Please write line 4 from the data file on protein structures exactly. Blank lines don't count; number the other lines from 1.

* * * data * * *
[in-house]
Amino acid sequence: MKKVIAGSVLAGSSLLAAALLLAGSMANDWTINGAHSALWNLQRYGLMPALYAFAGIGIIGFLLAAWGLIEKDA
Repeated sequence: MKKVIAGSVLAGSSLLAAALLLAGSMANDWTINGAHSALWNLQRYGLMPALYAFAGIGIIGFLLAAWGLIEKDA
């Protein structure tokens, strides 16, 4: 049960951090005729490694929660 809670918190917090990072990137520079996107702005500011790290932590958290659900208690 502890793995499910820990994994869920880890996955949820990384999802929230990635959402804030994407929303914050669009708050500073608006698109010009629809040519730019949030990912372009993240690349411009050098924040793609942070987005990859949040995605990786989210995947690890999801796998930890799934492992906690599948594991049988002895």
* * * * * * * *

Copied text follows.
């Protein structure tokens, strides 16, 4: 049960951090005729490694929660 809670918190917090990072990137520079996107702005500011790290932590958290659900208690 502890793995499910820990994994869920880890996955949820990384999802929230990635959402804030994407929303914050669009708050500073608006698109010009629809040519730019949030990912372009993240690349411009050098924040793609942070987005990859949040995605990786989210995947690890999801796998930890799934492992906690599948594991049988002895």